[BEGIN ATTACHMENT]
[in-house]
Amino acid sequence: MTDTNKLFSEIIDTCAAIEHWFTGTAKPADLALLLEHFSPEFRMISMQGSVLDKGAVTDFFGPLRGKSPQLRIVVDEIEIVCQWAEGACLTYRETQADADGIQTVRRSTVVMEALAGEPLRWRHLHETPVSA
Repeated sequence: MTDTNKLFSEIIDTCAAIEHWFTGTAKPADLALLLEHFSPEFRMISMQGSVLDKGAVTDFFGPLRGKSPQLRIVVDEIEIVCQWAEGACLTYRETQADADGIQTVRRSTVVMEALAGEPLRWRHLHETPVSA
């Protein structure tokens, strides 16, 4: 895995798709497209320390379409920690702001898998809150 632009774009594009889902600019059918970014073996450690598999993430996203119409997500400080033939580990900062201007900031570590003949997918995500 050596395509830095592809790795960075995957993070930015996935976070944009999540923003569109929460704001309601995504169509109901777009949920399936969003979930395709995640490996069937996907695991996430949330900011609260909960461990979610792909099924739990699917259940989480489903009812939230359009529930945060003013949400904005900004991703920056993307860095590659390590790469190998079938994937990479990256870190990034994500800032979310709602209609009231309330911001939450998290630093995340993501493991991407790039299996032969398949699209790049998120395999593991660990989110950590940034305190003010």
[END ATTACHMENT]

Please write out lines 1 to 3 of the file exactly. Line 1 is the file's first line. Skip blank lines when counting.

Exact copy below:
[in-house]
Amino acid sequence: MTDTNKLFSEIIDTCAAIEHWFTGTAKPADLALLLEHFSPEFRMISMQGSVLDKGAVTDFFGPLRGKSPQLRIVVDEIEIVCQWAEGACLTYRETQADADGIQTVRRSTVVMEALAGEPLRWRHLHETPVSA
Repeated sequence: MTDTNKLFSEIIDTCAAIEHWFTGTAKPADLALLLEHFSPEFRMISMQGSVLDKGAVTDFFGPLRGKSPQLRIVVDEIEIVCQWAEGACLTYRETQADADGIQTVRRSTVVMEALAGEPLRWRHLHETPVSA